• Computing device 500 may contain communications connection(s) 512 that allow the device to communicate with other devices. Computing device 500 may also have input device(s) 514 such as a keyboard, mouse, pen, voice input device, touch input device, etc. Output device(s) 516 such as a display, speakers, printer, etc. may also be included. All these devices are well known in the art and need not be discussed at length here.
  • It should be understood that the various techniques described herein may be implemented in connection with hardware or software or, where appropriate, with a combination of both. Thus, the processes and apparatus of the presently disclosed subject matter, or certain aspects or portions thereof, may take the form of program code (i.e., instructions) embodied in tangible media, such as floppy diskettes, CD-ROMs, hard drives, or any other machine-readable storage medium where, when the program code is loaded into and executed by a machine, such as a computer, the machine becomes an apparatus for practicing the presently disclosed subject matter.
  • Although exemplary implementations may refer to utilizing aspects of the presently disclosed subject matter in the context of one or more stand-alone computer systems, the subject matter is not so limited, but rather may be implemented in connection with any computing environment, such as a network or distributed computing environment. Still further, aspects of the presently disclosed subject matter may be implemented in or across a plurality of processing chips or devices, and storage may similarly be affected across a plurality of devices. Such devices might include PCs, network servers, and handheld devices, for example.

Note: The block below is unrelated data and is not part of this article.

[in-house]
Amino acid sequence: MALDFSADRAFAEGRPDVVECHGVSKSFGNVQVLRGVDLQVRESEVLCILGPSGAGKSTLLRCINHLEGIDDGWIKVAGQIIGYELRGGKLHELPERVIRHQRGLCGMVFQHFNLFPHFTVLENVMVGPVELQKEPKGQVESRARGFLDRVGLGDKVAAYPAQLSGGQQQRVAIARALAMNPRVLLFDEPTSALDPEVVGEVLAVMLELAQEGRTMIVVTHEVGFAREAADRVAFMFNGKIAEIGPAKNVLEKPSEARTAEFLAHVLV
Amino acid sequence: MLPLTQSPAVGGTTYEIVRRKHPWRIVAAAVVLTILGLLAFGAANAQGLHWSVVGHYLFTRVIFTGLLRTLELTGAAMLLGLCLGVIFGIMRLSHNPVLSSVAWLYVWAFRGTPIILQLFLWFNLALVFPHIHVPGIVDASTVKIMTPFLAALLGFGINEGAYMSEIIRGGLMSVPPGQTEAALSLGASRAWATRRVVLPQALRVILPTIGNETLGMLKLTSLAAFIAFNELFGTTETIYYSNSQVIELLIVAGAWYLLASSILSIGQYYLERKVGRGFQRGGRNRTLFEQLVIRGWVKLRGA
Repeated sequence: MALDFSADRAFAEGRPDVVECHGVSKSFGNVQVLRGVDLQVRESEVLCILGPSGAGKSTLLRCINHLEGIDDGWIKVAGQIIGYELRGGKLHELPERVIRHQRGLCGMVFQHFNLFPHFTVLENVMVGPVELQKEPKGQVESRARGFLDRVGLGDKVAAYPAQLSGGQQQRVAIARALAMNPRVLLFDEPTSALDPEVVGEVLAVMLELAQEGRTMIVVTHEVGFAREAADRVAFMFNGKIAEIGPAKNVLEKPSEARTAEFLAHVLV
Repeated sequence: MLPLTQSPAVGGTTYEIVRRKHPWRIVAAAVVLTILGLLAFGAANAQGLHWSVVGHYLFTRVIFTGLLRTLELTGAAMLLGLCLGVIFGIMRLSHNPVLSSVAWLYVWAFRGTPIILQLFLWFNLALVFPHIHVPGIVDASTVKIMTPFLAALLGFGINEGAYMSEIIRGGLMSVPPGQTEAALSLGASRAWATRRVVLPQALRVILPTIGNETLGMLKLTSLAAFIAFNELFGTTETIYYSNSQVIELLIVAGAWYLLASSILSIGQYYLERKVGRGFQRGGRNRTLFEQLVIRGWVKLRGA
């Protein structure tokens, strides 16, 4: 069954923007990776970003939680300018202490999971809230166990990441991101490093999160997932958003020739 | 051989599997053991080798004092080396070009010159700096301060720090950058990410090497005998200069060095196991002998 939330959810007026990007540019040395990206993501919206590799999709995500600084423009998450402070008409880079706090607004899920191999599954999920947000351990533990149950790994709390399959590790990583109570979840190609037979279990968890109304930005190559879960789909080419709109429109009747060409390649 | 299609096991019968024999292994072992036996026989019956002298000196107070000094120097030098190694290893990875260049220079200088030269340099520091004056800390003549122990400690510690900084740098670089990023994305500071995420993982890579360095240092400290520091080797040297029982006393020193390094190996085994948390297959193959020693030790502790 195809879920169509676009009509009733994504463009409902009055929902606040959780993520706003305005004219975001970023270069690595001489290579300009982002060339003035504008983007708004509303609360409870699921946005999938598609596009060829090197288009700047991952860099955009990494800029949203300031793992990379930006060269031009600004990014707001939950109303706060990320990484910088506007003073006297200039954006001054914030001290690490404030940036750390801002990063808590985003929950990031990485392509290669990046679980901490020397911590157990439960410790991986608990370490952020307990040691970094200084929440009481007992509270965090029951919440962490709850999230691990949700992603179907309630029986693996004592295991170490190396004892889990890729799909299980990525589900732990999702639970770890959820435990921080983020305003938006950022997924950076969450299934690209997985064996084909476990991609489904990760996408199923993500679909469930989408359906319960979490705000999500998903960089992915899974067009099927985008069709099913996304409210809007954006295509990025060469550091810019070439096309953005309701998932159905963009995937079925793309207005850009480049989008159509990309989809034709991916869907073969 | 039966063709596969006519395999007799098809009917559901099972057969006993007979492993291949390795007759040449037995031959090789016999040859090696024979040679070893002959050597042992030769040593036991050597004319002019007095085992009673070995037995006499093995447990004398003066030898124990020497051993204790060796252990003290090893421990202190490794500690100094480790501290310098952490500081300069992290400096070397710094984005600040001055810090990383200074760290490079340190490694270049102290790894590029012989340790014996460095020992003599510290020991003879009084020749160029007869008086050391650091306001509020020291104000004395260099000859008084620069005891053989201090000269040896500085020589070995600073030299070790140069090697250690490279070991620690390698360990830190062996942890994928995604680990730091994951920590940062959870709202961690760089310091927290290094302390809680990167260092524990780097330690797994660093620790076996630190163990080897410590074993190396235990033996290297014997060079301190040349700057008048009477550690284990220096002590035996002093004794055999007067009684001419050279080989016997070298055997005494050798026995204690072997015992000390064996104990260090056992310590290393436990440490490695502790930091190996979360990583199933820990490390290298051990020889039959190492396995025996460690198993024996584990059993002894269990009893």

• Although the subject matter has been described in language specific to structural features and/or methodological acts, it is to be understood that the subject matter defined in the appended claims is not necessarily limited to the specific features or acts described above. Rather, the specific features and acts described above are disclosed as example forms of implementing the claims.